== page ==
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January 04, 2007

User-Generated Media - Challenges & Solutions for Business and Academia

Social networking and user-generated content (UGC) sites present unique technical challenges, which lead to unique business challenges.  While unexpected growth is a potential problem for any online site, it is both the holy grail and (in the spirit of "be careful what you wish for") a ticking time bomb for social networking sites. 

A new whitepaper from Akamai (also available free from streamingmedia.com) goes into some depth about the special factors that affect social networking sites.  Some highlights:
  • User-generated content sites are the fastest-growing category of web site (by unique visitors) on the Net, showing, in some cases, triple digit year-over-year growth. Of the ten fastest growing web brands, five are UGC sites (for example, Flickr and Wikipedia). 
  • Social networking/UGC sites have, by definition, unpredictable storage and bandwidth needs, making technical infrastructure (and therefore, budget and capital expense) planning a crap shoot.  Outsourced capacity on-demand is an important option to consider before you're faced with site-crippling runaway success. 
  • Success is tied closely to having a fast innovation cycle -- try stuff out, see how it works for your users.  Continually sense-and-respond to user needs to find that sweet spot of simplicity, functionality, and sustainability that makes your site sticky and social.  One way to do this is to minimize the time and effort you put into infrastructure build-out and put it into more creative endeavors. 
  • If you're an ad-driven site, performance is directly tied to revenue, as faster loading pages keep eyeballs on the site, lead to more page views per user, and therefore register more ad impressions.  When Friendster moved to Akamai's delivery network in March 2006, they saw an immediate 33% decrease in page load times, and a threefold uptick in page views.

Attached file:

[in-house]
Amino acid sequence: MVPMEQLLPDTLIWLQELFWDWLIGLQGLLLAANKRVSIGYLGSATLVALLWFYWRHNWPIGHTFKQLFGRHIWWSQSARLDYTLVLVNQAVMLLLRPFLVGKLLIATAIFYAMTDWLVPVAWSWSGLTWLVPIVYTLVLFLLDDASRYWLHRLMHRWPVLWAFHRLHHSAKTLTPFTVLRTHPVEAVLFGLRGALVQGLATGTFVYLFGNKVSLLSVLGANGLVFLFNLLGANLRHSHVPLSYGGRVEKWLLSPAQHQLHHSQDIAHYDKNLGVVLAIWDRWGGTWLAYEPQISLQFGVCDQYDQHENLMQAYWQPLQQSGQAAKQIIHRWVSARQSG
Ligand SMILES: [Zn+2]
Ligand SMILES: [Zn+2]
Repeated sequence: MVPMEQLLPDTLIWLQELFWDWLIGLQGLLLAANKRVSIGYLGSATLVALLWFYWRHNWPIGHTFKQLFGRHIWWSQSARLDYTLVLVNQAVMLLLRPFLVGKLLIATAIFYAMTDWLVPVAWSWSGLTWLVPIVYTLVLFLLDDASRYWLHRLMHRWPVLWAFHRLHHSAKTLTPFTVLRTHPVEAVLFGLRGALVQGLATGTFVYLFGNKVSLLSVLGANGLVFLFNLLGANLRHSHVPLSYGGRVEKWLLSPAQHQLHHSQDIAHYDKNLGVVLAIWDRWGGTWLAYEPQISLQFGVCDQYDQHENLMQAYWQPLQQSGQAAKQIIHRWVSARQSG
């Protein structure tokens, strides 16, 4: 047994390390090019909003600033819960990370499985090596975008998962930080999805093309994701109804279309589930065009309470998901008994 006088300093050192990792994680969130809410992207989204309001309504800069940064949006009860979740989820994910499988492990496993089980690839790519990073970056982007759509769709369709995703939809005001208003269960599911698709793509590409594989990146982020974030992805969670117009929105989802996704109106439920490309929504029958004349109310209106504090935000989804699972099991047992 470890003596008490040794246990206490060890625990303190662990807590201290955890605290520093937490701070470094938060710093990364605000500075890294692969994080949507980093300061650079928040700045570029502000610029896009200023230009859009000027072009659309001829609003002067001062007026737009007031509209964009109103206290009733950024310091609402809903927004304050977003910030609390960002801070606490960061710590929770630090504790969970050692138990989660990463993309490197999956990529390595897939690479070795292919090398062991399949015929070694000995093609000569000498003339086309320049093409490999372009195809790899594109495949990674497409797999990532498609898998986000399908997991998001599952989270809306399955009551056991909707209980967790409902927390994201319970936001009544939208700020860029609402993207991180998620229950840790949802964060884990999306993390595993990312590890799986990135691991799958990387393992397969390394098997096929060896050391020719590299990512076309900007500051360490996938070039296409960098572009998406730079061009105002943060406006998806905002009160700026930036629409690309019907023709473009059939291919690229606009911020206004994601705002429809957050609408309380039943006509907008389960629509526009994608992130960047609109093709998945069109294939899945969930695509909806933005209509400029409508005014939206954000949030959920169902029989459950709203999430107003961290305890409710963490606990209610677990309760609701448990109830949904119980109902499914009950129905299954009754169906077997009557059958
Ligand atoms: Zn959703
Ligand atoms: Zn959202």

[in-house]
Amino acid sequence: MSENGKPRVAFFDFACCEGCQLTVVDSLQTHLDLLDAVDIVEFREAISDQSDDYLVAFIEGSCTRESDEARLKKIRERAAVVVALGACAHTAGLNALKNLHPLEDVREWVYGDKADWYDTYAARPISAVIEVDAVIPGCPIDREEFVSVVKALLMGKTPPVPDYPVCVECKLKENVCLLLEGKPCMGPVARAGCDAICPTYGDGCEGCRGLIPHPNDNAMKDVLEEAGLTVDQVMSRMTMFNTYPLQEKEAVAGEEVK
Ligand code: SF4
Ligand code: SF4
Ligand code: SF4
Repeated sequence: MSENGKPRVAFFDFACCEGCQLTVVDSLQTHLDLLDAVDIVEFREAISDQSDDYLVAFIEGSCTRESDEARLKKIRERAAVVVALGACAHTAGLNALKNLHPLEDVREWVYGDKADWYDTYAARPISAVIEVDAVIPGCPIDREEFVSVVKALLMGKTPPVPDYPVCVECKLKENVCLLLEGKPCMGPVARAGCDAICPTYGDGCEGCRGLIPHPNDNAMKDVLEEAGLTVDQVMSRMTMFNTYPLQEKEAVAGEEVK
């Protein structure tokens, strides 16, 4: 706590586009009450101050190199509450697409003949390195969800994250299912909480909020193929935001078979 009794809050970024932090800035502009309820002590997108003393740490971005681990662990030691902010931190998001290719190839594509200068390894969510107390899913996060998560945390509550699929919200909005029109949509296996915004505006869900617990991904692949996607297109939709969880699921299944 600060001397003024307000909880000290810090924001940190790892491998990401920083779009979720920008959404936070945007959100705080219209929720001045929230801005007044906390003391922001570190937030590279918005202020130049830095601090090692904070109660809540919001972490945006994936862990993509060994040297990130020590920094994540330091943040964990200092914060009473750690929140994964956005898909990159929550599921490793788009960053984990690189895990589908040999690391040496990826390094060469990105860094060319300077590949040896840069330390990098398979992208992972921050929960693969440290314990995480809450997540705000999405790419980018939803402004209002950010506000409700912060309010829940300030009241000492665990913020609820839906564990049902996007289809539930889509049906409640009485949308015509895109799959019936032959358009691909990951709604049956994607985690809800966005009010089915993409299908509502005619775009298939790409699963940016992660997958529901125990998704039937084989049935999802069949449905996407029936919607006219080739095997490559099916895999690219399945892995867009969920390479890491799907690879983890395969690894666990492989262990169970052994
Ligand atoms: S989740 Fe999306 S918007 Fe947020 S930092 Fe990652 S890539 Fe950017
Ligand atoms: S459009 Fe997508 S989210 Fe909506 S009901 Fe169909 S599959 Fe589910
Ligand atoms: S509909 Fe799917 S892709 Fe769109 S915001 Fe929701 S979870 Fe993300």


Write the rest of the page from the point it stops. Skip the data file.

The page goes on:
Even for an educational institution, outsourcing certain infrastructure is appealing.  With service-oriented Web APIs, it can be easier now to work with a vendor/partner than it is to build it myself.  If I want to put up a quick video recording/encoding/sharing service for my users, I can:
  • Build it myself - not always a bad idea, and definitely a quick-and-dirty solution for a pilot or proof-of-concept, provided I have to staff and the time to move it from P-O-C to production-ready if the need arises.  
  • Acquire and deploy an inexpensive product.  I was surprised to find YouTube clones like Clip'Share and Altrasoft VideoShare for a few hundred bucks or less.  Again - good for a proof-of-concept.  May or may not offer enough for coping with real success.
  • Use a Web Service API like that from Video Egg or JumpCut to handle all the media operations, while you focus just on your website.  These services handle media input (in the case of Video Egg, from webcam and cell phone, as well as file upload). transcoding, online editing and delivery.  It can provide a platform for rapid development of your own custom solutions, as well as a scalable solution in case your solution takes off.  
I'm generally a big fan of institutions building their media solutions in-house, but the combination of the unpredictable needs of user-generated media, the ease and excellence of some of the vendor service-based APIs, and the need to be able to innovate quickly without up-front investment in big infrastructure creates some interesting possibilities.  

The Akamai white paper, Successful Social Networking and User-Generated-Content Applications: What You Need to Know, (which, by the way, I wrote) addresses some other challenges of social and UGC sites -- how edge-caching works with dynamic content, how to control costs when growth is unpredictable, options for exercising editorial control over UGC sites, and some examples of how social networking is being used by businesses to build revenue and create new opportunities.  
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